Bard meets Bram | East Villager & Lower East Sider

Bard meets Bram

Photo by Neal J. Freeman They did the mash: “The Nightmare Dream” deftly fuses horror and farce.
Photo by Neal J. Freeman
They did the mash: “The Nightmare Dream” deftly fuses horror and farce.

‘Nightmare Dream’ is a bloody good romp

BY MAEVE GATELY  |  Equal parts literary fusion and dramatized gothic hilarity, “The Nightmare ‘Dream’ ” presents a darkly comedic take on both “Dracula” and “A Midsummer Night’s Dream.”

Making good on its vow to deliver a “puckishly ‘biting’ woodland mashup where no ruffled neck is safe,” the Bloody Shakespeare Company has crafted a clever, fast-paced hybrid whose dialogue is composed entirely of lines from the two original texts — so that Shakespeare aficionados and vampire fans alike will find themselves mouthing the words to certain familiar scenes, only to be derailed at the next line. It’s an experience that proves both satisfying and slightly off-putting.

In a plotline that draws heavily from “A Midsummer Night’s Dream,” four lovers find themselves in a darkened wood on the eve of St. George’s Day (a time when, according to Stoker, “all evil things in the world have full sway”).

When Titania and Oberon, the fairy king and queen who have been transformed into dark rulers of the vampire underworld, begin to vie for the alliance of the mortals, what begins as a love story devolves into an orgy of hissing and biting necks.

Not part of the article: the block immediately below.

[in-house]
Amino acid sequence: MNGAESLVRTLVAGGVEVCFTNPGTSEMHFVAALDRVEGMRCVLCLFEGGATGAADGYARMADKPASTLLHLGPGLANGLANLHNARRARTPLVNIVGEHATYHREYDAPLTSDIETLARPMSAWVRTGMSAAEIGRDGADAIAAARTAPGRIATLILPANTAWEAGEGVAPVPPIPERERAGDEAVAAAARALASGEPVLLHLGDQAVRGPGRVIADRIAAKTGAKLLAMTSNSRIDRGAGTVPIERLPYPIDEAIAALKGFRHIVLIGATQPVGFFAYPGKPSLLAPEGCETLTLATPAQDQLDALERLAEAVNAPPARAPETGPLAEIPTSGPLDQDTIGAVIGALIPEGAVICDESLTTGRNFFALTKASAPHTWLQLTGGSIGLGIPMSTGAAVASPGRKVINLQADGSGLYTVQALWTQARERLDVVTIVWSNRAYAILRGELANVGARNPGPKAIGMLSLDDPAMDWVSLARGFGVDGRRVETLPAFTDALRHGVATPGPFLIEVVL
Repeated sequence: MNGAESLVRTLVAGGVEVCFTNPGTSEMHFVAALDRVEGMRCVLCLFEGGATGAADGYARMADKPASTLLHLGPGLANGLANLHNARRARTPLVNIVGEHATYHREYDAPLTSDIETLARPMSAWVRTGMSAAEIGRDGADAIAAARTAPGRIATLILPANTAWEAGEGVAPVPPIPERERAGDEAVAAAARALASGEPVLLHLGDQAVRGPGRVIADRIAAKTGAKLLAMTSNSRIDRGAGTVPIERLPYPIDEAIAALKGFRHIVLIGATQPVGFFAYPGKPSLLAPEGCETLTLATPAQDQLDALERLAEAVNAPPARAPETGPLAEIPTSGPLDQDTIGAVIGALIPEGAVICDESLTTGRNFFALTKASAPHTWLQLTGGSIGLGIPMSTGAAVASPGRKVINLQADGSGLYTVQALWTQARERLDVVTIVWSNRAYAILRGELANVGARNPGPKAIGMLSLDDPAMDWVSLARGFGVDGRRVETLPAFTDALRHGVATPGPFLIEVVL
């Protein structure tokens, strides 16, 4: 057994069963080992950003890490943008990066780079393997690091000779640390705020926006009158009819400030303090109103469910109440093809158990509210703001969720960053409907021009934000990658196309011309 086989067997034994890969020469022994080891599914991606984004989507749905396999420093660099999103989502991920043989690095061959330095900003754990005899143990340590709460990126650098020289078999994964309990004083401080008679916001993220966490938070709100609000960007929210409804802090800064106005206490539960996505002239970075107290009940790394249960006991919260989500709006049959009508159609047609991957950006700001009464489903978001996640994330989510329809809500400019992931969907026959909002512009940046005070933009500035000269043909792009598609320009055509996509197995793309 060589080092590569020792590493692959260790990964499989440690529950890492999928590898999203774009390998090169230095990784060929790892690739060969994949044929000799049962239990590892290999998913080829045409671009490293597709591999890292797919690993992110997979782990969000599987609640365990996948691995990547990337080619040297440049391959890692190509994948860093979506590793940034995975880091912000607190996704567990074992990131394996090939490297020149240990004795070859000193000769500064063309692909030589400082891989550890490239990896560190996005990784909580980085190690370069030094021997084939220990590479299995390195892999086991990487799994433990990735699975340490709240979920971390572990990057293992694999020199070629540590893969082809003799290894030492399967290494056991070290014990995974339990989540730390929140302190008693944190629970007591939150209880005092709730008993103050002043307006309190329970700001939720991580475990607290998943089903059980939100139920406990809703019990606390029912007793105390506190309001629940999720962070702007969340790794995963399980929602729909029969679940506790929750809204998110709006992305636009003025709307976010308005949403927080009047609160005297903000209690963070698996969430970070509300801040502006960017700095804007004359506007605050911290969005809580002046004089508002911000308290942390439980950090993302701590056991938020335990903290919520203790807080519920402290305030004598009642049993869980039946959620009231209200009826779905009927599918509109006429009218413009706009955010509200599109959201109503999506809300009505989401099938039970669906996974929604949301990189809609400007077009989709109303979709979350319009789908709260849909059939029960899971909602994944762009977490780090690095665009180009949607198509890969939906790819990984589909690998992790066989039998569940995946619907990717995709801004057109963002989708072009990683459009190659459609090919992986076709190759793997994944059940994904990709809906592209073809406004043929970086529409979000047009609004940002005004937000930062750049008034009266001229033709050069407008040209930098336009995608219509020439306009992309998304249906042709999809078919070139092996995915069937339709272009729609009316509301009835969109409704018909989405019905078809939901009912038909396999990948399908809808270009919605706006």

Meanwhile, Renfield, the asylum patient from “Dracula” who has a dark obsession with immortality and a penchant for devouring insects and rodents, jaunts across the stage in leaps and bounds, quoting lines from Shakespeare’s Puck as the two doctors studying his condition shout out hilariously overblown diagnoses accompanied by thunderclap sound effects. The characters stare out into the audience at exactly the right moments, self-referential and lightly aware of their own ridicule, so that every dramatic moment becomes a point of raucous laughter for the onlookers.

Above all, the production is light and amusing, rife with literary allusions and playful asides that keep the audience from attempting to take its premise too seriously. By the last scene, neither plot from the two source texts remains, and the audience is left amused and slightly confused as the lights snap on to Oberon’s tacit recital of Puck’s closing monologue.

Profound, the play is not. But it certainly makes the best of a quirky and unorthodox pairing.

And with a total runtime that clocks in at under an hour, you can get your dose of Elizabethan neck biting, then head to the next Fringe play!

 

At The Theater at the 14th Street Y (344 E. 14th St., btw. First & Second Aves.). Thurs., 8/15 at 9:30pm, Fri., 8/16 at 3:45pm & Sun., 8/18 at 4:15pm. Tickets: $15 in advance, $18 at the door. Call 866-468-7619 or visit fringenyc.org.